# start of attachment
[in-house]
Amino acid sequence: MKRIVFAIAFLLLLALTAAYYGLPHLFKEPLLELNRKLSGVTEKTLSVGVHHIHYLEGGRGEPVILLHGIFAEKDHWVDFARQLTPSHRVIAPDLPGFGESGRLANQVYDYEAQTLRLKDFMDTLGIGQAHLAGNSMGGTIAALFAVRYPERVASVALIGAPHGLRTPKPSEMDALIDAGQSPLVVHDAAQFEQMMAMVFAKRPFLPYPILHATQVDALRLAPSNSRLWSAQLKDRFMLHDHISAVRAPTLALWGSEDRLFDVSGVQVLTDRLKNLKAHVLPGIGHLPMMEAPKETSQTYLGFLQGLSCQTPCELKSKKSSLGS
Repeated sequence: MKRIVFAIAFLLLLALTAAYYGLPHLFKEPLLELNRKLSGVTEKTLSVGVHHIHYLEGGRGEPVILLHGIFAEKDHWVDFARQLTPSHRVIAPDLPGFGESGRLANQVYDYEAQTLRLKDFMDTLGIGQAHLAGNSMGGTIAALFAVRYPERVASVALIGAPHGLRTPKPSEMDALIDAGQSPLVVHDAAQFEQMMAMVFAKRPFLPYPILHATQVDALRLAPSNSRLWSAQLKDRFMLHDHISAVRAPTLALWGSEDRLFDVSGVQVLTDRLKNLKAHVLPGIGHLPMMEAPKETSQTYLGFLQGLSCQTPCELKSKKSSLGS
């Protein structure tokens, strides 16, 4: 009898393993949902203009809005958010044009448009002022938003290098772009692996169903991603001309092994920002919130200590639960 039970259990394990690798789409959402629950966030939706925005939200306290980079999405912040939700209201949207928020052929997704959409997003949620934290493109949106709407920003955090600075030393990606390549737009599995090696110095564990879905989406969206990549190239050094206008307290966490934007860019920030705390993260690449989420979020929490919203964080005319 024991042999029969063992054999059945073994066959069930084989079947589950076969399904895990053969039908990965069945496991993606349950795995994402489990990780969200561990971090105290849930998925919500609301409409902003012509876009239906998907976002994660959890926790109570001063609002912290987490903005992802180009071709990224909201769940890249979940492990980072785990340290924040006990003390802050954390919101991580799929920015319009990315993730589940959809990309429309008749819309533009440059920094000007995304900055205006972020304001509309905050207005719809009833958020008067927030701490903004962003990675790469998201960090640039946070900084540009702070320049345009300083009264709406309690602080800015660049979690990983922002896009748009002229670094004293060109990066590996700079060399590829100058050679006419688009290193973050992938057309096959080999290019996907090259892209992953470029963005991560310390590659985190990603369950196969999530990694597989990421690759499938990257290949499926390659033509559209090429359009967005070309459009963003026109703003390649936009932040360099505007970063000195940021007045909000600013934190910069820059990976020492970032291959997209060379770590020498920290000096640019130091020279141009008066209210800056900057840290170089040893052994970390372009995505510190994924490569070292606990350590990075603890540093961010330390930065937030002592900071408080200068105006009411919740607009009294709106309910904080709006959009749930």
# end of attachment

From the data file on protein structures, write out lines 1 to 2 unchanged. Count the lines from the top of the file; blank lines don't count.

[in-house]
Amino acid sequence: MKRIVFAIAFLLLLALTAAYYGLPHLFKEPLLELNRKLSGVTEKTLSVGVHHIHYLEGGRGEPVILLHGIFAEKDHWVDFARQLTPSHRVIAPDLPGFGESGRLANQVYDYEAQTLRLKDFMDTLGIGQAHLAGNSMGGTIAALFAVRYPERVASVALIGAPHGLRTPKPSEMDALIDAGQSPLVVHDAAQFEQMMAMVFAKRPFLPYPILHATQVDALRLAPSNSRLWSAQLKDRFMLHDHISAVRAPTLALWGSEDRLFDVSGVQVLTDRLKNLKAHVLPGIGHLPMMEAPKETSQTYLGFLQGLSCQTPCELKSKKSSLGS